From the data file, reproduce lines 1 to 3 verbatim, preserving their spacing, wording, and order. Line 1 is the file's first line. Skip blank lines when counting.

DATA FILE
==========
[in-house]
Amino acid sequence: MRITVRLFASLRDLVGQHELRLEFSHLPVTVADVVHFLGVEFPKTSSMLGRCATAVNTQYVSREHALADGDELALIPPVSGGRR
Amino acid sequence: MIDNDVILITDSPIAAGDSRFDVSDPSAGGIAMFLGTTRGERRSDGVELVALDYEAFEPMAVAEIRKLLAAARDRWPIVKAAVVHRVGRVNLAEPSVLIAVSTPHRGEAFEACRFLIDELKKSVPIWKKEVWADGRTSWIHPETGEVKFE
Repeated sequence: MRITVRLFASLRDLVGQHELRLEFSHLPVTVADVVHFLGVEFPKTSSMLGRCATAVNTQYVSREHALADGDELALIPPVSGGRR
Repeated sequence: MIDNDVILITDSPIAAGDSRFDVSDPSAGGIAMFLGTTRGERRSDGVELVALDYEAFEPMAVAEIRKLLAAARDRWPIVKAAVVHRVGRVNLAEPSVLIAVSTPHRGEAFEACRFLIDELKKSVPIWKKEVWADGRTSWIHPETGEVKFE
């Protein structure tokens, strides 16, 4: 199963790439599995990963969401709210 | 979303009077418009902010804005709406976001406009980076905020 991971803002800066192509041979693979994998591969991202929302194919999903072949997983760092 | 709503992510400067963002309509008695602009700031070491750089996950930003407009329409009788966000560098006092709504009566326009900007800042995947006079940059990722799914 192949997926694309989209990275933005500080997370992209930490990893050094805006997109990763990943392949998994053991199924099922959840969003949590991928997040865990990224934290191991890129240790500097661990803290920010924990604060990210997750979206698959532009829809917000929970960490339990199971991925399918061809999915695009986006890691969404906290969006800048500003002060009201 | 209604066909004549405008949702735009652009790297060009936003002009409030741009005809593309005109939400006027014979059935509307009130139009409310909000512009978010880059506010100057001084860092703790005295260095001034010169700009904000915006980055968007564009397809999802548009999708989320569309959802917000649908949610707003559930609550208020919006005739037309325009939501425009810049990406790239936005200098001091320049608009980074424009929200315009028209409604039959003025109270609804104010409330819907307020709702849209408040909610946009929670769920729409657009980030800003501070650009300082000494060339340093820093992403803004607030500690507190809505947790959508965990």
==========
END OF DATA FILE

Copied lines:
[in-house]
Amino acid sequence: MRITVRLFASLRDLVGQHELRLEFSHLPVTVADVVHFLGVEFPKTSSMLGRCATAVNTQYVSREHALADGDELALIPPVSGGRR
Amino acid sequence: MIDNDVILITDSPIAAGDSRFDVSDPSAGGIAMFLGTTRGERRSDGVELVALDYEAFEPMAVAEIRKLLAAARDRWPIVKAAVVHRVGRVNLAEPSVLIAVSTPHRGEAFEACRFLIDELKKSVPIWKKEVWADGRTSWIHPETGEVKFE